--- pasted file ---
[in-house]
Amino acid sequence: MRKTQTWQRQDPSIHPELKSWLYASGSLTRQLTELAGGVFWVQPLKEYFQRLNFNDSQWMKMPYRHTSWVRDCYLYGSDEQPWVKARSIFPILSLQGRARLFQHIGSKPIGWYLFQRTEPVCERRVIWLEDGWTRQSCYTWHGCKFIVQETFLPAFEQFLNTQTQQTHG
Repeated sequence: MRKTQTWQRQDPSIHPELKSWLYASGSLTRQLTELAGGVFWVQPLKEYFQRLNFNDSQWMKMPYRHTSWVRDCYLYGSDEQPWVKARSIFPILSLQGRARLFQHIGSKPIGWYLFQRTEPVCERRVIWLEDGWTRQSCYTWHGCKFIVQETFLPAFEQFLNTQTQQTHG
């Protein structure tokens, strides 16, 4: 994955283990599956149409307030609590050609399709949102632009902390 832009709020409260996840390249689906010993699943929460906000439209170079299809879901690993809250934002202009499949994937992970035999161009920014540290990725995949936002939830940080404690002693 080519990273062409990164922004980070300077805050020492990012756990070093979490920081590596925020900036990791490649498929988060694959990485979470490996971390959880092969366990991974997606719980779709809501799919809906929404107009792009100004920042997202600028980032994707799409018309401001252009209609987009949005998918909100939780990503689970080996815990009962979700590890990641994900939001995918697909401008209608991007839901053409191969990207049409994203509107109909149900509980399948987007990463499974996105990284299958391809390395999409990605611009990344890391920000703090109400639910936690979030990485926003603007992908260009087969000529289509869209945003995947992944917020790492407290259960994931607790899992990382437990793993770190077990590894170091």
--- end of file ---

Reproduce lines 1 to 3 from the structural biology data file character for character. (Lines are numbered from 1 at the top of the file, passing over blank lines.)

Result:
[in-house]
Amino acid sequence: MRKTQTWQRQDPSIHPELKSWLYASGSLTRQLTELAGGVFWVQPLKEYFQRLNFNDSQWMKMPYRHTSWVRDCYLYGSDEQPWVKARSIFPILSLQGRARLFQHIGSKPIGWYLFQRTEPVCERRVIWLEDGWTRQSCYTWHGCKFIVQETFLPAFEQFLNTQTQQTHG
Repeated sequence: MRKTQTWQRQDPSIHPELKSWLYASGSLTRQLTELAGGVFWVQPLKEYFQRLNFNDSQWMKMPYRHTSWVRDCYLYGSDEQPWVKARSIFPILSLQGRARLFQHIGSKPIGWYLFQRTEPVCERRVIWLEDGWTRQSCYTWHGCKFIVQETFLPAFEQFLNTQTQQTHG